Saturday, April 6, 2013

“Middleview” Interview with Debut Author Josanne LaValley


Posted by Tamera Wissinger

Today, Josanne LaValley is joining Smack Dab In The Middle Blog for a guest “middleview” interview. Josanne’s debut middle grade novel THE VINE BASKET (Clarion Books), released last Tuesday, on 4/02/2013! Congratulations, Josanne!

Here is Josanne’s biography:

Josanne La Valley never had any thoughts of writing children’s literature.  She grew up on a farm in western New York State, but moved to New York City right after college where she pursed careers as a singer, a teacher and a fundraiser for arts organizations.  The young people in her life reopened the door to children’s books and a new passion was born.

It took a few years and hundreds of rejections before an agent finally said “yes” and an editor said “yes.”  The Vine Basket is her first published novel.  During her years of writing and learning Josanne attended many conferences and workshops, received an MFA in Writing for Children and Young Adults at Vermont College, and met weekly with her writers group.  Now she can proudly call herself an author.  
The Vine Basket author Josanne LaValley
Josanne still lives in New York City with her husband who shares her love of music and theater and literature. Importantly, they love to travel and try to cross an ocean at least once a year.  Please visit her website at www.josannelavalley.com

Here’s a description of THE VINE BASKET:

Fourteen-year-old Mehrigul feels trapped.  She wants to go to school but must stay home to help on the family farm.  Uyghur girls in their teens who aren’t in school can be sent to work in factories in the south of China, and Mehrigul knows she is being eyed by government officials with a quota to fill.  Whether she is sent away or tied to farm work, her future looks bleak.

Then, a ray of hope.  A basket she wove to decorate the family donkey cart is bought by a foreign women who comes to the local market where her family sells their goods.  She wants to buy more of Mehrigul’s baskets and will return in three weeks.  Many obstacles block her path as she tries to make more baskets.  How Mehrigul takes a hand in shaping her own destiny is at the heart of the story.

Kirkus Reviews said of the book: “In her debut novel, La Valley paints a memorable picture of this faraway people . . . . A haunting tale of artistic vision triumphing over adversity.”

Here are the links to Josanne online: Website, Goodreads  

Now it’s time to hear from our guest:

Smack Dab Middleview with THE VINE BASKET author Josanne LaValley
1. What does your main character, Mehrigul, want?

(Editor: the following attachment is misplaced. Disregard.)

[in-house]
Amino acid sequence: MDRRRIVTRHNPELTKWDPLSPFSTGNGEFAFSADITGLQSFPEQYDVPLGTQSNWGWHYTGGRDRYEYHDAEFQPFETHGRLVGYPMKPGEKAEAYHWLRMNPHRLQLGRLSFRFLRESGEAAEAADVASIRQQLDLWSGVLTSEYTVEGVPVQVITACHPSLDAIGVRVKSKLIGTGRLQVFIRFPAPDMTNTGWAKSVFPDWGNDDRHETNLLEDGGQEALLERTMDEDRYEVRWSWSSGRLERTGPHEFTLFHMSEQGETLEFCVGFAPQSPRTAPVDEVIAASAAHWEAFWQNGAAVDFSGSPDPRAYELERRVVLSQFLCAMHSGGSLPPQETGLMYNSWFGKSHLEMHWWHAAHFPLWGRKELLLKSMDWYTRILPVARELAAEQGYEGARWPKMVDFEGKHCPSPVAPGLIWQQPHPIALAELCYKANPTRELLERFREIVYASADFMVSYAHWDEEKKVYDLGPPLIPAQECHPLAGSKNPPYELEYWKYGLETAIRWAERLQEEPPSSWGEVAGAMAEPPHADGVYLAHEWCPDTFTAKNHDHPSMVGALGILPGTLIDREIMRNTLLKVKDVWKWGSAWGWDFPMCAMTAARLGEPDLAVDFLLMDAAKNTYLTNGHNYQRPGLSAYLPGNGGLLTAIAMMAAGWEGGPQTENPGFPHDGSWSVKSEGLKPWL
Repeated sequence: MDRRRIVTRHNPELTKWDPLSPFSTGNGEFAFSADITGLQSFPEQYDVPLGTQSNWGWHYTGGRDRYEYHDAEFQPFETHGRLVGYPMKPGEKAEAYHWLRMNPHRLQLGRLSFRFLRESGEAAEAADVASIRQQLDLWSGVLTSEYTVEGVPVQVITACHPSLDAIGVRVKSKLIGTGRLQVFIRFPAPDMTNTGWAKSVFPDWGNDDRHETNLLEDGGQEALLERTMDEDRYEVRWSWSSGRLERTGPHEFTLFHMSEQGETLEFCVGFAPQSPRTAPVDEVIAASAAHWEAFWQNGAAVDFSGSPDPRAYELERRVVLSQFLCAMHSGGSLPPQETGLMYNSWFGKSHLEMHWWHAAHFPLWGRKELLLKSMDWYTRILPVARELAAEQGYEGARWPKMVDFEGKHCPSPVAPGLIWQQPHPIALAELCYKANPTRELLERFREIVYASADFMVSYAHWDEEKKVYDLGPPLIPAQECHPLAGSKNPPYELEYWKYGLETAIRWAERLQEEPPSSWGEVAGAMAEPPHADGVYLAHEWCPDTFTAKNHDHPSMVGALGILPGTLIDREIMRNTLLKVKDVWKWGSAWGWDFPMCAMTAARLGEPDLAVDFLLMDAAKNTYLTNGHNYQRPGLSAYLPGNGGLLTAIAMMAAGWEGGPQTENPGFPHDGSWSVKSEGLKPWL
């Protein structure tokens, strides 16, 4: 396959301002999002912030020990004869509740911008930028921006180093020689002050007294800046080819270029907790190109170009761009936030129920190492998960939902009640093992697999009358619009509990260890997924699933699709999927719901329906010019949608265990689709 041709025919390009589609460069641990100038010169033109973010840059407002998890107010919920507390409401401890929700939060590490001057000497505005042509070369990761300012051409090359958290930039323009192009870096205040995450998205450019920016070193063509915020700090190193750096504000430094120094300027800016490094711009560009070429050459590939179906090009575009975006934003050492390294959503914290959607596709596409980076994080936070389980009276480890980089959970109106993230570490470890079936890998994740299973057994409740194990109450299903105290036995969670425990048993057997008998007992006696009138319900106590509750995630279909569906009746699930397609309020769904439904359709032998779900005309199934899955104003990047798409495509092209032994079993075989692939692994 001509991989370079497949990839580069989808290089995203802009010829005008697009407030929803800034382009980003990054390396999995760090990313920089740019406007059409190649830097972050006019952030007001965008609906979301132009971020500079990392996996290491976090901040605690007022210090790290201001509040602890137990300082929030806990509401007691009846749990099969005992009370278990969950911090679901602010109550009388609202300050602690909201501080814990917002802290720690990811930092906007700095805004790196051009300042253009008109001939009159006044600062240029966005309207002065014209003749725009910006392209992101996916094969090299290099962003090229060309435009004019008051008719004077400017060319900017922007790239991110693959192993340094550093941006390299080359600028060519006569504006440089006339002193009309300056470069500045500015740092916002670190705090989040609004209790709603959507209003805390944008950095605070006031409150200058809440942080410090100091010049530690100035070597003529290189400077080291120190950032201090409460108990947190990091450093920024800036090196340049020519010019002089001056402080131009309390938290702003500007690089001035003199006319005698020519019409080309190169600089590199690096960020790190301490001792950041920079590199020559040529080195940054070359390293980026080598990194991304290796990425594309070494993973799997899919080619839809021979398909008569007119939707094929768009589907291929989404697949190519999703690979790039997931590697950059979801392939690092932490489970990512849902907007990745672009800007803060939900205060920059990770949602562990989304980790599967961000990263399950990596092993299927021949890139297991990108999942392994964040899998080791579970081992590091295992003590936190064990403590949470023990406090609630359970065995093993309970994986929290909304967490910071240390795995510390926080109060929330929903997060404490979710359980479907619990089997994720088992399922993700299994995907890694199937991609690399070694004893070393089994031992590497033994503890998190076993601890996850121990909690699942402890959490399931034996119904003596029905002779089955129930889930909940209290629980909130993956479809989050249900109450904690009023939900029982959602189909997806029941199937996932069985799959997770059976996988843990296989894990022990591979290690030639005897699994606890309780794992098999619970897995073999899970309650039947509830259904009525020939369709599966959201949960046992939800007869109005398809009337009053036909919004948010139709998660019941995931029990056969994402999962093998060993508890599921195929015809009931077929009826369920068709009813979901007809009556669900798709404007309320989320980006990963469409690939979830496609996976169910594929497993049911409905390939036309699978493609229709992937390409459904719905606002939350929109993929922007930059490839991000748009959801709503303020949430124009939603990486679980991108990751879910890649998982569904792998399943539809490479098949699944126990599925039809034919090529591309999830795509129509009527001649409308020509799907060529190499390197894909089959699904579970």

Mehrigul longs to live freely in her own land, on the farm where her beloved grandfather and his forefathers have lived for generations.  She longs for the freedom to speak freely in her Uyghur language and to help preserve the Uyghur culture.  Her family is poor.  She wants to help them to survive these hard times.

2. What is in Mehrigul’s way?

In the past few decades, the communist Chinese have tried to repress the Uyghurs in much the same way they are overwhelming the Tibetans.  They want control of the Uyghur’s land which is rich in oil and minerals.  The government sends young girls away to work in factories so they will not stay home, marry Uyghur men and have Uyghur children.

3. How did the story evolve?

I visited northwest China with a guide who took us into the homes of local Uyghur craftsmen.  I saw the way they lived and worked and visited their local outdoor markets.  I kept a journal and took many photos.  Later I learned that Uyghur girls were recruited to work in factories in southern China.  I kept remembering the young girl who offered me a peach from the family farm as we stood in the yard watching her grandfather weave a willow basket.  The girl became Mehrigul and I imagined what her life might be.  I knew I wanted it to be a story of hardship and hope.

4. Was The Vine Basket always for middle grade readers?

I did not consciously write a middle grade novel, but it seemed to fall naturally into that category.  It is a “window” book into another culture, told from the point of view of a young girl.  The content is not edgy or romantic; it could not be called YA, yet the issues Mehrigul has to struggle with could easily be of interest to someone beyond the nine-twelve age group. 

5. What is the best part of writing for middle grade readers?

The best part is knowing the voraciousness, the intensity and involvement that especially young girls in the middle grades have when they read.  They get involved in story and are free to laugh and cry with the characters.  It’s hard sometimes to get young girls to put down a book to eat and sleep.  That’s wonderful to see.

6. A question that Josanne has asked herself: Why do we have to call a book middle grade and seem to limit it to a restricted age group?

As an adult reader I love middle grade books.  Who could not read Paterson’s The Great Gilly Hopkins without welling up in tears, read Palacio’s Wonder and not be moved, read Zusak’s The Book Thief and want to keep it on the shelf to read again?  Books with universal themes transcend categories.  Even though designations help to organize book stores, we may be restricting the audience.  


Thank you for joining us for a Middleview at Smack Dab Blog, Josanne. Again, congratulations on the release of THE VINE BASKET! We’ll look for it on bookshelves!

1 comment:

  1. Thanks for visiting Smack Dab, Josanne! Love your description of MG readers...And congrats on THE VINE BASKET!

    ReplyDelete